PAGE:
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Giants rookie back Wilson eager to learn

Perhaps no rookie was more anxious — or has bigger shoes to fill — than running back and first-round pick David Wilson.

The Giants officially began the trek to defend their Super Bowl title this weekend as they indoctrinated their rookie class during mini-camp.

Perhaps no rookie was more anxious — or has bigger shoes to fill — than running back and first-round pick David Wilson. The former Virginia Tech star will be the 1A option behind Ahmad Bradshaw, trying to fill the void left by the departed Brandon Jacobs.

“It finally set in that I’m ready to be a part of this team,” Wilson said. “The Giants were the Super Bowl champions and the main goal, as coach Coughlin said, is to get back there again. You just go with the flow, be yourself and try not to run in the wrong direction.”

Wilson said he has no problem being Bradshaw’s “project,” as the veteran back dubbed the rookie after he was drafted.

“I don’t know him personally, but I have seen him play and I have heard that comment,” Wilson said. “And I’m definitely looking forward to getting with him. I have seen him run [and] he is a physical back. He’s been doing it for a while. He is a hard worker and that is somebody you definitely want to stick around.”

Wilson was one of the earliest first-round picks to sign a contract (reportedly four years — terms undisclosed — with a $3 million signing bonus). Head coach Tom Coughlin thinks getting every guy in camp on time can only help expedite the learning process.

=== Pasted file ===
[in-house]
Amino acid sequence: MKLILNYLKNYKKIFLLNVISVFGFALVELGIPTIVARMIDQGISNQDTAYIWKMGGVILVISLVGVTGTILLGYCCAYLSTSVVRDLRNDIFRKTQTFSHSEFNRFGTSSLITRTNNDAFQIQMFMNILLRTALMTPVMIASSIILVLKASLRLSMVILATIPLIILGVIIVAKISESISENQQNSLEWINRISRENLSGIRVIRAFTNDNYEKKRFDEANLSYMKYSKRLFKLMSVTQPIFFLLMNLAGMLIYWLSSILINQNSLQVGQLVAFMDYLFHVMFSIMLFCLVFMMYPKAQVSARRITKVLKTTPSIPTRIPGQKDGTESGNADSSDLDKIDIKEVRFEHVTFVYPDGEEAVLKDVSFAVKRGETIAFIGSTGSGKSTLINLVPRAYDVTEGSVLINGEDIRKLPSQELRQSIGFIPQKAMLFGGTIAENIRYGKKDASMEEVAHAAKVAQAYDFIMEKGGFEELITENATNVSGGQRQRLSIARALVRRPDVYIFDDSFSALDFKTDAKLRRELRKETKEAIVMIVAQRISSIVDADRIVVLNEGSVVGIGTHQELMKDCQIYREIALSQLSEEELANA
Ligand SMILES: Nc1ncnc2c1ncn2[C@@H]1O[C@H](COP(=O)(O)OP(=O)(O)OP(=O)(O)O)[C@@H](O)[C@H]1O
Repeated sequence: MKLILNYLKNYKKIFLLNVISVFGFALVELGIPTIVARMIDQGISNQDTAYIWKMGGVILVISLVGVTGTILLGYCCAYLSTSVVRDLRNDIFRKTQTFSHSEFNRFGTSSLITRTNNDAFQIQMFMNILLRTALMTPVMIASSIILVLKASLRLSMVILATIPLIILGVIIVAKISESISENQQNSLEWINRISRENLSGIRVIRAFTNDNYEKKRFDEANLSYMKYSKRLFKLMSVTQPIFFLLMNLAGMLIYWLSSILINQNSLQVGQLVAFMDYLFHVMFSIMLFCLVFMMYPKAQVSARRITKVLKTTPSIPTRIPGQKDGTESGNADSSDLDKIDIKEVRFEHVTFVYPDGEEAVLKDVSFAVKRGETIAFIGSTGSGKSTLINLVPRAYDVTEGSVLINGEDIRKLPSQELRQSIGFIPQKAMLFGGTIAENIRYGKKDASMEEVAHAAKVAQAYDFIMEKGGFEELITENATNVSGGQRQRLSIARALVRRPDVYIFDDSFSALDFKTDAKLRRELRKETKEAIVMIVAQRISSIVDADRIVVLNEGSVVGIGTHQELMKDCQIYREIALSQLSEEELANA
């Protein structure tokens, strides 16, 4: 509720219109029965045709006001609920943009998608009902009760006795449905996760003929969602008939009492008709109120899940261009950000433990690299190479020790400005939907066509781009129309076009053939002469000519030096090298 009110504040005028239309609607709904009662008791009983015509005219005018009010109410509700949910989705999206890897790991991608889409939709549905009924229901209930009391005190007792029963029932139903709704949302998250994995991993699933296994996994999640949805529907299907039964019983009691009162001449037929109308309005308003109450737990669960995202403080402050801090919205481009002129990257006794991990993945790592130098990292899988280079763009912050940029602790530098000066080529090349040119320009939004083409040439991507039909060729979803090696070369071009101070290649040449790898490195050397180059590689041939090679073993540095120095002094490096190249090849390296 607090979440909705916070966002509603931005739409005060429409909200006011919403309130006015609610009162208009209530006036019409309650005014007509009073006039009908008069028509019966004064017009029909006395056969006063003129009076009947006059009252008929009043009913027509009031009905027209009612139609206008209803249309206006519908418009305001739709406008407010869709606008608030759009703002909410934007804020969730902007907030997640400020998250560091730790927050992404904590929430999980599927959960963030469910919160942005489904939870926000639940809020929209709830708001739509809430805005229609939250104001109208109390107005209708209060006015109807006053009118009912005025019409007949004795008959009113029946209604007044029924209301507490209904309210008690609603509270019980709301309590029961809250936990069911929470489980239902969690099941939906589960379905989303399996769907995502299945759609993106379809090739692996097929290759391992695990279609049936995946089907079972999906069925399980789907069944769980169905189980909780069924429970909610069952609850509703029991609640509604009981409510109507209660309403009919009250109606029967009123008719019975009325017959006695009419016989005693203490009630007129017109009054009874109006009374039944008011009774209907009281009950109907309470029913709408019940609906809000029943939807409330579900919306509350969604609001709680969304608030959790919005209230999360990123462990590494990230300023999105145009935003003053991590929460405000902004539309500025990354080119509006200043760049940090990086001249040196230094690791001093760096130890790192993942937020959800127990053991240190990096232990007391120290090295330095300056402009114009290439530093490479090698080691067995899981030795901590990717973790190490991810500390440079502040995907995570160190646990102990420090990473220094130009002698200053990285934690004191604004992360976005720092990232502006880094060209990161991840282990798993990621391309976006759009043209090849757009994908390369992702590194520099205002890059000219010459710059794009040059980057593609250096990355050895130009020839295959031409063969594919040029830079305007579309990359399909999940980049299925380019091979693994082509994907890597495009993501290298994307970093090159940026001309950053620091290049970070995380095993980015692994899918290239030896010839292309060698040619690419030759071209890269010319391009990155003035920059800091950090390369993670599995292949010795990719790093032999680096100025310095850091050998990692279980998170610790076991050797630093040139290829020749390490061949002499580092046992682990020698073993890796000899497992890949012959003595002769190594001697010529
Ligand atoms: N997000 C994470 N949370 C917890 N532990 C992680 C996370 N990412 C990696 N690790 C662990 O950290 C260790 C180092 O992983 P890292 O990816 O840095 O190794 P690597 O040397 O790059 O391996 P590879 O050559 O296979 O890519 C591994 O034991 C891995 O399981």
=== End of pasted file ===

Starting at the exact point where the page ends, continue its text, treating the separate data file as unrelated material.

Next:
“It feels good to get back on the field and outside,” said Coughlin. “The first day of a rookie camp is usually difficult to sort out. But the good news is they got on the field, nobody fell down and they’re all okay.”

Naturally such a taskmaster as Coughlin found plenty to critique, as he pointed out that no matter what major program you came from, the learning process is still light years different in the NFL.

“Offensively, the only comment I made was [on the center-quarterback exchange] the ball doesn’t always come up when it’s supposed to and everybody’s out there jumping around,” Coughlin said. “The defense is lined up half the time the wrong way and that type of thing. So those are some of the things that have to be kind of ironed out. But when you figure you have your draft choices, your undrafted college free agents that have been signed and then the tryout people, they did all right.”



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